Our final task of the opening weekend of the PGCert was to write down one word that summed up our feelings about starting the first module “Approaches to Critical Artistry” and the conference we had attended. After some quiet deliberation the one word, an analogy really,  that had stayed with me through both days was basecamp. During a presentation by one of the MA Learning and teaching (Gaelic Arts) students, she used the analogy of feeling like she was at the bottom of Everest at the beginning of her learning journey. Looking up at an insurmountable beast that would dominate her life for the next couple of years.


It really struck a chord with me, and why did it stick with me?

  • I’m at the beginning of a new journey
  • the challenge of the next 10 weeks (and 18months) is looming over me
  • the weekend itself was a gathering and sharing of ideas,
  • it was a collection of practitioners at the start of their journey
  • we were all starting together from the same point although our paths will vary

What does basecamp actually mean? The definition is:

a main encampment providing supplies, shelter, and communications for persons engaged in wide-ranging activities, as exploring, reconnaissance, hunting, or mountain climbing”

How does this apply to my experience as someone at the beginning of their learning journey? The main encampment would be the Royal Conservatoire, a place that provides the context for my learning and the resources for my journey. Wide ranging activities presents itself as advice to broaden my view beyond that of my field and indeed beyond that of an education context. Exploring and reconnaissance are what practioners in my field do every day! We explore the how to achieve the correct scenic finish  through trial and error, learning from our mistakes. I will be exploring how my proposal will improve the learners experience in the RCS and beyond, learning from what engages the students, how they learn. Reconnaissance or research will help me shape my argument. And hunting? Well I was a huge fan of the Running Man film as a child although probably not applicable at the RCS.

I’m going to run with the analogy further and break down the PGCert course as a whole into something I can visualise (rather like Jamie’s fruit but a little more… rugged and mountainous)


If module 1 is 10 Credits (100 hours of study) then it would have to fit Ben Lomond:

At 974m tall  its the most southerly of the Munros. Its very close by and requires planning, some training, and careful execution to scale its summit.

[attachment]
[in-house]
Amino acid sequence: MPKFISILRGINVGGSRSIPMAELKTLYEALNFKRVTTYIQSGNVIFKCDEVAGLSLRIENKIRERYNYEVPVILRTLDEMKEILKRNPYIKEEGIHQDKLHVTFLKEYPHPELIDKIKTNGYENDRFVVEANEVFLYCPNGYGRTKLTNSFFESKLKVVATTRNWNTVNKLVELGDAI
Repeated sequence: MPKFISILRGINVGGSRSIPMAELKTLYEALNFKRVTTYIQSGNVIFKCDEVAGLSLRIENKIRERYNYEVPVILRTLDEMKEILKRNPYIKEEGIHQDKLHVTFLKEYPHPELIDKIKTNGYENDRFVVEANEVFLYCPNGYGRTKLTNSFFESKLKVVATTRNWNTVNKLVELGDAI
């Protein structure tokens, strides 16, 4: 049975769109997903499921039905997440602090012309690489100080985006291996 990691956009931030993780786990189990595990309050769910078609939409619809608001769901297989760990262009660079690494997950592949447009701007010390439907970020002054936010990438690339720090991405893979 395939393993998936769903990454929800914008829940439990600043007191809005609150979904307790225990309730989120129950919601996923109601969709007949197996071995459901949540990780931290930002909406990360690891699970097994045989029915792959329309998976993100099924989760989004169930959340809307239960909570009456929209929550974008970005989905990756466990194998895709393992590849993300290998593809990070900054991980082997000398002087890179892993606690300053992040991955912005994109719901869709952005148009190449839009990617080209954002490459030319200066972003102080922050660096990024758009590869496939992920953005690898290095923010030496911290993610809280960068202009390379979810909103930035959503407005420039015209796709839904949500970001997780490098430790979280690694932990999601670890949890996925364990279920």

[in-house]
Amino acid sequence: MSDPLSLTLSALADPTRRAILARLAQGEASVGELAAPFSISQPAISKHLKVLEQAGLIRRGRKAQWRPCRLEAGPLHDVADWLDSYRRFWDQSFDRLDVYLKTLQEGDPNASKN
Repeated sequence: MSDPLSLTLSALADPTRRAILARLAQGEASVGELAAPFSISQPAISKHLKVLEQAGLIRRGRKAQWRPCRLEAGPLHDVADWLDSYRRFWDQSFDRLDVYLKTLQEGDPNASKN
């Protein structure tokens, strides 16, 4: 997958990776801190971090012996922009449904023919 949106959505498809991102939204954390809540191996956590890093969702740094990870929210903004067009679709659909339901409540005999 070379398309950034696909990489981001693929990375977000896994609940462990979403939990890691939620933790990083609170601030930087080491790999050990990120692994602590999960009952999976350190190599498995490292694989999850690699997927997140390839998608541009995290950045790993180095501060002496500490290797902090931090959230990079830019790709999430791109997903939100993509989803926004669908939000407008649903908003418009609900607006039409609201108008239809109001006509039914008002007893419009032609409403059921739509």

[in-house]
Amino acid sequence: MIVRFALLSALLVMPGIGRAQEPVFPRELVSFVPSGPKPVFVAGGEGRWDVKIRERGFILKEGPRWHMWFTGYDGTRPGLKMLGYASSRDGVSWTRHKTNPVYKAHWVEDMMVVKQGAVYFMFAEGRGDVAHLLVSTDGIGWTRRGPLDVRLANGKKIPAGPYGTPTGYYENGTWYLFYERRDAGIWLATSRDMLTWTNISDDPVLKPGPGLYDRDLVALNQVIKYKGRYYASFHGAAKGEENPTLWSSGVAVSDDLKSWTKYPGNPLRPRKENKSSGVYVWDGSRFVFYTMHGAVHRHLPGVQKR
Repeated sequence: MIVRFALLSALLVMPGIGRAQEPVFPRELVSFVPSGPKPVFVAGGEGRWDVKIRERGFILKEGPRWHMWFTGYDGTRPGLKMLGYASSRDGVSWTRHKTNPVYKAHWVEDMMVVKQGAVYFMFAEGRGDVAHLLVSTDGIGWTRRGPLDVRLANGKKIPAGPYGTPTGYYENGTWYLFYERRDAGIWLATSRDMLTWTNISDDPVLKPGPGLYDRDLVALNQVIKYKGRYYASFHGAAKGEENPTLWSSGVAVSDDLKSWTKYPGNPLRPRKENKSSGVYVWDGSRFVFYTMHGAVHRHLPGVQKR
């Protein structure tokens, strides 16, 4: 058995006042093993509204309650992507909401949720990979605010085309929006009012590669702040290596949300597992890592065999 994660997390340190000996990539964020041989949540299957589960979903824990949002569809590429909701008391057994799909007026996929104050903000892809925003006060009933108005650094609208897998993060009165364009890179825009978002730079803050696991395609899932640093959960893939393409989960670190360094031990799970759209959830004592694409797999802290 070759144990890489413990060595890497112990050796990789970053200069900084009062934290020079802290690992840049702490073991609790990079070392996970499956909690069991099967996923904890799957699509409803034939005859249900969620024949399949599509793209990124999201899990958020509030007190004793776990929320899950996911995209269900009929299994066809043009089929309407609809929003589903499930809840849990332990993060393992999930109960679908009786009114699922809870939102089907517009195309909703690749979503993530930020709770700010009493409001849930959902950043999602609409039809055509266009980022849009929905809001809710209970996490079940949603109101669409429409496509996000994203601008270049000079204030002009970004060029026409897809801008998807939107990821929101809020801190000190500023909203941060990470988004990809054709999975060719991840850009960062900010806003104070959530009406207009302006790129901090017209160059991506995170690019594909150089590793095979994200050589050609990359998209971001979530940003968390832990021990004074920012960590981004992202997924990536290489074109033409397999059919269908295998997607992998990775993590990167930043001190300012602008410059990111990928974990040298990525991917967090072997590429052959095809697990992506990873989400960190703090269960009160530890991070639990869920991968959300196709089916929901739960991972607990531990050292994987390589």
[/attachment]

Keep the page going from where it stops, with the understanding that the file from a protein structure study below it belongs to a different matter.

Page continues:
Module 2 is 20 credits (200 hours of study) and will be Ben Nevis:

Tallest summit in the British Isles it sits at a majestic 1,334m tall. It requires a bit more training, extra planning and you may have to stray from the well trodden path to make the experience more worthwhile. Most importantly Ben Nevis is visible from the summit of Ben Lomond so as you scale the heights of one module another comes sharply into focus.

 Module 3 is 30 credits (300 hours of study) and is Mount Fuji:    

Standing at 3,776m and like module 3 is so far away its on another continent. But each summit feeds into another and each challenge completed will alter the process that comes after.

Mapping The Route Ahead


As I start out on this journey I’m reminded of a well worn phrase from my time as a boy scout:

Be Prepared

I need to gather my resources and plan my route. With that in mind I need to make myself I good old fashioned timetable. With the module running from the Week beginning the 5/10/15 until the hand-in on the 11/12/15. That’s around 10 weeks for 10 credits or 100 hours study.

100 hours ÷ 10 weeks = 10 hours per week

I must admit looking at such a large figure of 100 hours on the module briefing did panic me, where would I find the hours? But breaking it down into a manageable timetable, into achievable goals that I can aim to complete each week. This is obviously a schedule in its most basic form and I’ll need to break down each study day into its own category. For now it’s a good start, a place to set off from. One step at a time.



Leave a Reply

Fill in your details below or click an icon to log in: Logo

You are commenting using your account. Log Out /  Change )

Google+ photo

You are commenting using your Google+ account. Log Out /  Change )

Twitter picture

You are commenting using your Twitter account. Log Out /  Change )

Facebook photo

You are commenting using your Facebook account. Log Out /  Change )


Connecting to %s